You'll be hard-pressed to find an ugly car in any showroom these days. The exteriors are that good. It is inside today's rides where the design story has become more critical to the success of a new vehicle in the marketplace.
The cabin is where you live. The seats must be right for comfort and safety. Sound systems must reproduce music and talk with crystal-clear precision. The technology must be useful, modern, attractive, user-friendly, well executed and most importantly, adaptable to the rapidly changing nature of consumers' high-tech tools – particularly smartphones, but also tablets and other portable electronic devices.
"If you think about typical differentiators 30 years ago – fuel economy, quality, safety, reliability – those have largely converged," says Reid Bigland, FCA Canada president and CEO. "Now, design and style are playing a much more prominent role."
The best cabins have excellent but subtle detailing – wood, chrome, aluminum trim, rich stitching – and while that visual appeal is an important factor in buying decisions, today a car must have simple-to-operate Bluetooth connectivity, and it must pair deftly with your smartphone.
Your car is no longer just a tool to get you from here to there, but a full-fledged technology platform. With 2.3 billion smartphones in use globally, consumers are demanding seamless integration with their vehicles – whether it's an Apple or an Android phone or anything else that may come into fashion during the lifetime of a vehicle.
General Motors is partnering with Apple and Google to offer CarPlay and Android Auto compatibility in a growing list of models because "for most of us, our smartphones are essential," says CEO Mary Barra.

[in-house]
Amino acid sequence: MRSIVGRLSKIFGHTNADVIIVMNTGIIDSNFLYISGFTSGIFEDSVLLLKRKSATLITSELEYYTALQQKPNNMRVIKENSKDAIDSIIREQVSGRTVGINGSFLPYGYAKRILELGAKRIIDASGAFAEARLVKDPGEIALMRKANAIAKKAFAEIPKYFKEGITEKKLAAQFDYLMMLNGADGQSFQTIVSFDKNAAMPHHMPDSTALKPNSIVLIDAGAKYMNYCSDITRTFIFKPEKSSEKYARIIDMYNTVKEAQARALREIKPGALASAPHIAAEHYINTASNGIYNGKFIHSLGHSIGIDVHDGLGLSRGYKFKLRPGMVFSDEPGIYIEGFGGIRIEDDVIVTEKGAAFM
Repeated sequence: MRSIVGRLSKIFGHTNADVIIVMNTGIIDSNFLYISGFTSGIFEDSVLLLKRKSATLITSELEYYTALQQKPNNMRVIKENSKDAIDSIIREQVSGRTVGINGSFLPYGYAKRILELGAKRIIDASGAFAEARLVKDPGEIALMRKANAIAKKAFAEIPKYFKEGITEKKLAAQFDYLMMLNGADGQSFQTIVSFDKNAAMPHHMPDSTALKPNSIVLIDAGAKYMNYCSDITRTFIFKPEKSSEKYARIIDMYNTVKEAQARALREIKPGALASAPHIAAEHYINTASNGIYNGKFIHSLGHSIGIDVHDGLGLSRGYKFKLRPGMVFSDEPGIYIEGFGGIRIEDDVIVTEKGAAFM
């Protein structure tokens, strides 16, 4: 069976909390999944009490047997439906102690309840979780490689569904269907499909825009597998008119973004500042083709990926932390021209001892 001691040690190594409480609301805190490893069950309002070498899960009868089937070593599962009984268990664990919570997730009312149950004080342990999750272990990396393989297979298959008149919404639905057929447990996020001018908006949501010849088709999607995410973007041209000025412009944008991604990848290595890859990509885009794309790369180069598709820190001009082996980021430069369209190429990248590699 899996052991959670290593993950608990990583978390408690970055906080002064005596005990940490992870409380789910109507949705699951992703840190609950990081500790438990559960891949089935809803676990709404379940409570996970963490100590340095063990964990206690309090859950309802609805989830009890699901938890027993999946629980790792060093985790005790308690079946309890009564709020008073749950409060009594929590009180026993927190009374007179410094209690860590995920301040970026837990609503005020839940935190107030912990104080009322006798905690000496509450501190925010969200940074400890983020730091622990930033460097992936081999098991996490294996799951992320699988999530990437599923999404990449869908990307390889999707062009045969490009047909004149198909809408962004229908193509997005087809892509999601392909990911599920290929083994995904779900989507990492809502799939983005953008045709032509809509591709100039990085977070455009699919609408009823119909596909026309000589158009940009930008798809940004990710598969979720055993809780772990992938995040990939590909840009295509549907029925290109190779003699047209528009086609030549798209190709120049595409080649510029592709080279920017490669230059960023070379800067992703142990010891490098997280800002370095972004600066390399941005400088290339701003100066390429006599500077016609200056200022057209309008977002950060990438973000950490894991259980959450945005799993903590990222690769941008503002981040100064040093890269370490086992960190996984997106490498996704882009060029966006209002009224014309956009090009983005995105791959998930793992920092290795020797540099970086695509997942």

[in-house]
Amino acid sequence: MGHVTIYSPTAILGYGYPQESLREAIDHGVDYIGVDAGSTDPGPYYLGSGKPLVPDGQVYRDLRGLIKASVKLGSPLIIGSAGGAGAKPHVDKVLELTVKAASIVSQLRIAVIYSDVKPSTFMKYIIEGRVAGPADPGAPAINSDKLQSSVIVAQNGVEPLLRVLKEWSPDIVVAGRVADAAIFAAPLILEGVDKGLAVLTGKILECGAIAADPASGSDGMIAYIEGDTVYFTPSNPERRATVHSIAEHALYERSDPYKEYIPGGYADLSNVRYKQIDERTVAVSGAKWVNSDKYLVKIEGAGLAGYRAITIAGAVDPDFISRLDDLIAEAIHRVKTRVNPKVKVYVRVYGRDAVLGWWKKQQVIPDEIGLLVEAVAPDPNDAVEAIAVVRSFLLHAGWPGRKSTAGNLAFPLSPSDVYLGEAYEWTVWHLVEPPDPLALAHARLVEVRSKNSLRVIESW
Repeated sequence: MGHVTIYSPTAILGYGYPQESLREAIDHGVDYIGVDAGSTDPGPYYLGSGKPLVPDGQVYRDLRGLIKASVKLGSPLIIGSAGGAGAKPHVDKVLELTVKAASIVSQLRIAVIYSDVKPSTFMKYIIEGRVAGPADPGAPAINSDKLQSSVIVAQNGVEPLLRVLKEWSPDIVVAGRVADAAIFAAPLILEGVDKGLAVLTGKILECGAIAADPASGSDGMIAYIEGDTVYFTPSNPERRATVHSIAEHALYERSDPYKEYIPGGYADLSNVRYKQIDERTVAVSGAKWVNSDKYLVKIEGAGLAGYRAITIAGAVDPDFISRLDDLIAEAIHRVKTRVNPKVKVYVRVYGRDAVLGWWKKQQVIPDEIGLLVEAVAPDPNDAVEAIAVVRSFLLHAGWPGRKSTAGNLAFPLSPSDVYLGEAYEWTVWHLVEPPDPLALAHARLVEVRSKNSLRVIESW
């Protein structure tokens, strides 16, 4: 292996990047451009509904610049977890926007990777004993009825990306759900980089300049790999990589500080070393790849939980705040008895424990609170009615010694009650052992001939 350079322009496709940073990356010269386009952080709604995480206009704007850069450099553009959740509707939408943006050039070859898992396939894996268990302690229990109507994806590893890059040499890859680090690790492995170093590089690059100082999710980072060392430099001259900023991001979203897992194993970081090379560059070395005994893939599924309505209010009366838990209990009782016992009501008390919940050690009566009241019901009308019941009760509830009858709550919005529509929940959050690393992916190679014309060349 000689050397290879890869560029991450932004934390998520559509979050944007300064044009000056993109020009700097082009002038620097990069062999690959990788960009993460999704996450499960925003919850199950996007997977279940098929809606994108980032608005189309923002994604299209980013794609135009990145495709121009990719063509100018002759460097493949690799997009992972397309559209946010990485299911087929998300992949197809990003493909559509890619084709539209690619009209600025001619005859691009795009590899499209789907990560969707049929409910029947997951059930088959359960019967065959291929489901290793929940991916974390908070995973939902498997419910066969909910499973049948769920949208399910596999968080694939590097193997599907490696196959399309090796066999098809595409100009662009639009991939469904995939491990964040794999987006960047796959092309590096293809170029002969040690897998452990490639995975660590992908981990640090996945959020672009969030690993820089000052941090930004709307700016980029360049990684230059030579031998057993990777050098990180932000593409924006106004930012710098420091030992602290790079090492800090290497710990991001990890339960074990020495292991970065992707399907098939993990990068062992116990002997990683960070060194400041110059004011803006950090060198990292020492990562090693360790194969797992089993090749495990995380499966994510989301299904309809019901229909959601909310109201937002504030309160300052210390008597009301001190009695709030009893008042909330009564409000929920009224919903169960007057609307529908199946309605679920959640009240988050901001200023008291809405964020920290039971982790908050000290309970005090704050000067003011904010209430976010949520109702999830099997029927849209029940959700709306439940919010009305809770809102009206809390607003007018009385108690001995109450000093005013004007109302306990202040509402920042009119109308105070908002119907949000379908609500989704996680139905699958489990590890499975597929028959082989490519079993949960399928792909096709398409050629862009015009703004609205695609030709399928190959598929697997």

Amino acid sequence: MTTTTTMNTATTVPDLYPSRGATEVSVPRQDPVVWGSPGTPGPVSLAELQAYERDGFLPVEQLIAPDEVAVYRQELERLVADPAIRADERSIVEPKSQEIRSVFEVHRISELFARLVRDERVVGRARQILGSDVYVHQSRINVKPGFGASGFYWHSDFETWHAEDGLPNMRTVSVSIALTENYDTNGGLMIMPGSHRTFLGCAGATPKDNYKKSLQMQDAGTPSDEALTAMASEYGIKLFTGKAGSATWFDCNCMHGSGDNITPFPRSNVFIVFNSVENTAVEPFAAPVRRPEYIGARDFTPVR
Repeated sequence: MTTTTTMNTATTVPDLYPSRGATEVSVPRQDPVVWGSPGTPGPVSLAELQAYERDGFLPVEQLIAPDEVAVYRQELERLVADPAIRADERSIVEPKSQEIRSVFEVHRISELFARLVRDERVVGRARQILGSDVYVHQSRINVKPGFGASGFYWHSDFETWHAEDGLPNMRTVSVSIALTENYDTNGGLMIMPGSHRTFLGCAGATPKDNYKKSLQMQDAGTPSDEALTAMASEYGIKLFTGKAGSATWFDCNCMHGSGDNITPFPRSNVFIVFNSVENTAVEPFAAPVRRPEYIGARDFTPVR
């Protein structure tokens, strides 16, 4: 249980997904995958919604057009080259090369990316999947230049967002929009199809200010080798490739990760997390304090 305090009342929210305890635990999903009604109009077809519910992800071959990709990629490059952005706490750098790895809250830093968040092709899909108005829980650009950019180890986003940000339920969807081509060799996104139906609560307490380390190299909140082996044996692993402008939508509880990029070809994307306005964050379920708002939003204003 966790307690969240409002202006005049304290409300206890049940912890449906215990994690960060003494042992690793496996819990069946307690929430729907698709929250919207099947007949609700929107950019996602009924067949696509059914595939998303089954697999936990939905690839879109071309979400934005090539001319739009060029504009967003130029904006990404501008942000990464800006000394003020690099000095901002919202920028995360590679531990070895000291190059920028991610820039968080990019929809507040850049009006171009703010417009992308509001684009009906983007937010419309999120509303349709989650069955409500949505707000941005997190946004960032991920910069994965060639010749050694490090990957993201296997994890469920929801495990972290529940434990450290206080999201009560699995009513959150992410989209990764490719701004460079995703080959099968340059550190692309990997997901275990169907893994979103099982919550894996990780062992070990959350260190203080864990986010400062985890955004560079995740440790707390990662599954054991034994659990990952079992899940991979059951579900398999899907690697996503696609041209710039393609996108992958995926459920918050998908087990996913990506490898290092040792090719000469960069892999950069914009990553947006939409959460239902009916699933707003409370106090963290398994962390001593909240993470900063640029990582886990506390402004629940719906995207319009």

Volvo Canada marketing vice-president Margareta Mahlstedt says the 2016 Volvo XC90 exemplifies how car companies are re-thinking their vehicles from the inside out – focusing on the driver's needs without creating extra distractions.
"Interfaces must be streamlined and very simple to use," says Mahlstedt. "What you see right in front of you is what you need to know right now. And what you see [in the touchscreen to the right of the driver] is what you may want to know, but not all the time. The transition from one to the other is very seamless for the driver."
Dave Gardner, Honda Canada vice-president of operations, points to the upcoming Acura NSX as a modern "halo" car. "The root of what we're doing is all about the driver – making the driver a better operator," he says.
It's one thing for a driver to be better informed, another to be overwhelmed by the volume of information, so designers are trying to make space-saving touchscreens safer and simpler to use. GM's CUE technology, for instance, gives finger-feedback to users of the touchscreen – the user knows something is happening from a tactile, not just a visual, point of view.
To eliminate distractions caused by manually operated controls, most if not all car makers will offer smart voice commands within the next five years. They'll enable users to use natural language, even colloquialisms with regional accents, and still get the controls to respond.
Another recent development: reconfigurable digital displays. Chevrolet's current Corvette super car has a gauge cluster than can change on command to reflect driving styles and information needs. Electronic controls allow designers to create bigger displays, in colour and with sophisticated 3-D graphics. Head-up displays are another tool to reduce driver distractions.
Electronics allow designers to experiment with new approaches to cabin design that eschew traditional items like the centre stack. Audi's designers, for instance, have done away with the centre stack in the latest TT. Instead, information is concentrated in the instrument cluster – from road speed and fuel level, to 3-D route maps, sound system controls, smartphone information and more.
And the TT is also entertaining to drive. Car design from the inside out need not mean the end to an enjoyable ride. But you can be connected and safe all the way there.
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